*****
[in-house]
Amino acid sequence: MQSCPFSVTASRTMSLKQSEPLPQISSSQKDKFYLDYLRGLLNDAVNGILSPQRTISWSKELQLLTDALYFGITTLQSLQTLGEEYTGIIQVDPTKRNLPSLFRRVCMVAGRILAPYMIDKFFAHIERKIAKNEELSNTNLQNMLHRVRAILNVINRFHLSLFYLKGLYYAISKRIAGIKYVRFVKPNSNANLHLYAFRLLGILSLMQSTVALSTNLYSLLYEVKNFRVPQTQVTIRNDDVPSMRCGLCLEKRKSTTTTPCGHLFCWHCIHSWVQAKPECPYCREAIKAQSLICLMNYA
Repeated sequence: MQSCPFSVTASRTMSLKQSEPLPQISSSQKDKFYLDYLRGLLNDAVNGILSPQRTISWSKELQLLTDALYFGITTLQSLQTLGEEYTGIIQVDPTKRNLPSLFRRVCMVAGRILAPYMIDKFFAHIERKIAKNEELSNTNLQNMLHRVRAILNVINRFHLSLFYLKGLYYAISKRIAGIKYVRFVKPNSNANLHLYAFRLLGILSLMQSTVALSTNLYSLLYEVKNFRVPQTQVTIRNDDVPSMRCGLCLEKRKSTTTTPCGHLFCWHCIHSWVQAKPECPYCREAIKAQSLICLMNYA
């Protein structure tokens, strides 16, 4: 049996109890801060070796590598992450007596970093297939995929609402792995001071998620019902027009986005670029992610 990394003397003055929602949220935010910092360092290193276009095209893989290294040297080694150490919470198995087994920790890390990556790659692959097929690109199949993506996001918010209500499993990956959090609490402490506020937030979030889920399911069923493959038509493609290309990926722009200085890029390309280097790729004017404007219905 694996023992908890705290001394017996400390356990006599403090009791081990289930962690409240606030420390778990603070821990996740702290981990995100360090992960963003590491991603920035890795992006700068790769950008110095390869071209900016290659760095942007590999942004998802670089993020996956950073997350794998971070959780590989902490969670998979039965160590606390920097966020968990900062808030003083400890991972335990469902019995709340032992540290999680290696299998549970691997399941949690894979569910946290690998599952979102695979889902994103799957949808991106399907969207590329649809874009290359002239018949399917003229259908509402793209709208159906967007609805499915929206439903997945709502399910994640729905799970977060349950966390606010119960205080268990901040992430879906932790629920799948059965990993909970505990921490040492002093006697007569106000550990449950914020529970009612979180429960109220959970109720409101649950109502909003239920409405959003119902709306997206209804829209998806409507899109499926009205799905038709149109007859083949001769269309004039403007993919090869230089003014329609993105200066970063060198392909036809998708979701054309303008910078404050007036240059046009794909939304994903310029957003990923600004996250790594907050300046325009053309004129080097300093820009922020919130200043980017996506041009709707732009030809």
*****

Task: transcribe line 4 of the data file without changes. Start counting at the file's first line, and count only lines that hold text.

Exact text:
């Protein structure tokens, strides 16, 4: 049996109890801060070796590598992450007596970093297939995929609402792995001071998620019902027009986005670029992610 990394003397003055929602949220935010910092360092290193276009095209893989290294040297080694150490919470198995087994920790890390990556790659692959097929690109199949993506996001918010209500499993990956959090609490402490506020937030979030889920399911069923493959038509493609290309990926722009200085890029390309280097790729004017404007219905 694996023992908890705290001394017996400390356990006599403090009791081990289930962690409240606030420390778990603070821990996740702290981990995100360090992960963003590491991603920035890795992006700068790769950008110095390869071209900016290659760095942007590999942004998802670089993020996956950073997350794998971070959780590989902490969670998979039965160590606390920097966020968990900062808030003083400890991972335990469902019995709340032992540290999680290696299998549970691997399941949690894979569910946290690998599952979102695979889902994103799957949808991106399907969207590329649809874009290359002239018949399917003229259908509402793209709208159906967007609805499915929206439903997945709502399910994640729905799970977060349950966390606010119960205080268990901040992430879906932790629920799948059965990993909970505990921490040492002093006697007569106000550990449950914020529970009612979180429960109220959970109720409101649950109502909003239920409405959003119902709306997206209804829209998806409507899109499926009205799905038709149109007859083949001769269309004039403007993919090869230089003014329609993105200066970063060198392909036809998708979701054309303008910078404050007036240059046009794909939304994903310029957003990923600004996250790594907050300046325009053309004129080097300093820009922020919130200043980017996506041009709707732009030809």